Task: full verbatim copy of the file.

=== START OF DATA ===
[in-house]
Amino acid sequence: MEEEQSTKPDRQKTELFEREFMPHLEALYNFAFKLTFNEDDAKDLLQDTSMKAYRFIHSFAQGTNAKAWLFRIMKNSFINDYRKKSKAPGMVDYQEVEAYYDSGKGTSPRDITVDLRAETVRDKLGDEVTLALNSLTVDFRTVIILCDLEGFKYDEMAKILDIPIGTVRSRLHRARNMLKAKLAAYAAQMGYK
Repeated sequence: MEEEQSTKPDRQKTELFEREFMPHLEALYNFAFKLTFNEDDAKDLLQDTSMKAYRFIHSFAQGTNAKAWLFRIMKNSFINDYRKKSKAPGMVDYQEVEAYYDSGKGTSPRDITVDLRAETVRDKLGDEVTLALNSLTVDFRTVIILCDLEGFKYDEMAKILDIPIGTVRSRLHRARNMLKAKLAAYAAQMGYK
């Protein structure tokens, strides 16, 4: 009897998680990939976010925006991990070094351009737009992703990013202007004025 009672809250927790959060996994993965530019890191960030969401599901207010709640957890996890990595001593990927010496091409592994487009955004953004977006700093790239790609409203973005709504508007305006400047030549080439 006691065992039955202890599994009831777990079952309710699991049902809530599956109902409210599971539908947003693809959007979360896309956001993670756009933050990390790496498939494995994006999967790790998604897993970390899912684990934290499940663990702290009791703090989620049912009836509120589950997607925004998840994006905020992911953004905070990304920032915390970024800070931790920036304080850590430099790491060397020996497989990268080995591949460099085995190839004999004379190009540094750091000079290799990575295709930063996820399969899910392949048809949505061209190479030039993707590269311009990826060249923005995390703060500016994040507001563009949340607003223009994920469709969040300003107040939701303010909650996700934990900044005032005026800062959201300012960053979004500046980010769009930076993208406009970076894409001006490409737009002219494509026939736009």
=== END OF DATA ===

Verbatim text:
[in-house]
Amino acid sequence: MEEEQSTKPDRQKTELFEREFMPHLEALYNFAFKLTFNEDDAKDLLQDTSMKAYRFIHSFAQGTNAKAWLFRIMKNSFINDYRKKSKAPGMVDYQEVEAYYDSGKGTSPRDITVDLRAETVRDKLGDEVTLALNSLTVDFRTVIILCDLEGFKYDEMAKILDIPIGTVRSRLHRARNMLKAKLAAYAAQMGYK
Repeated sequence: MEEEQSTKPDRQKTELFEREFMPHLEALYNFAFKLTFNEDDAKDLLQDTSMKAYRFIHSFAQGTNAKAWLFRIMKNSFINDYRKKSKAPGMVDYQEVEAYYDSGKGTSPRDITVDLRAETVRDKLGDEVTLALNSLTVDFRTVIILCDLEGFKYDEMAKILDIPIGTVRSRLHRARNMLKAKLAAYAAQMGYK
């Protein structure tokens, strides 16, 4: 009897998680990939976010925006991990070094351009737009992703990013202007004025 009672809250927790959060996994993965530019890191960030969401599901207010709640957890996890990595001593990927010496091409592994487009955004953004977006700093790239790609409203973005709504508007305006400047030549080439 006691065992039955202890599994009831777990079952309710699991049902809530599956109902409210599971539908947003693809959007979360896309956001993670756009933050990390790496498939494995994006999967790790998604897993970390899912684990934290499940663990702290009791703090989620049912009836509120589950997607925004998840994006905020992911953004905070990304920032915390970024800070931790920036304080850590430099790491060397020996497989990268080995591949460099085995190839004999004379190009540094750091000079290799990575295709930063996820399969899910392949048809949505061209190479030039993707590269311009990826060249923005995390703060500016994040507001563009949340607003223009994920469709969040300003107040939701303010909650996700934990900044005032005026800062959201300012960053979004500046980010769009930076993208406009970076894409001006490409737009002219494509026939736009």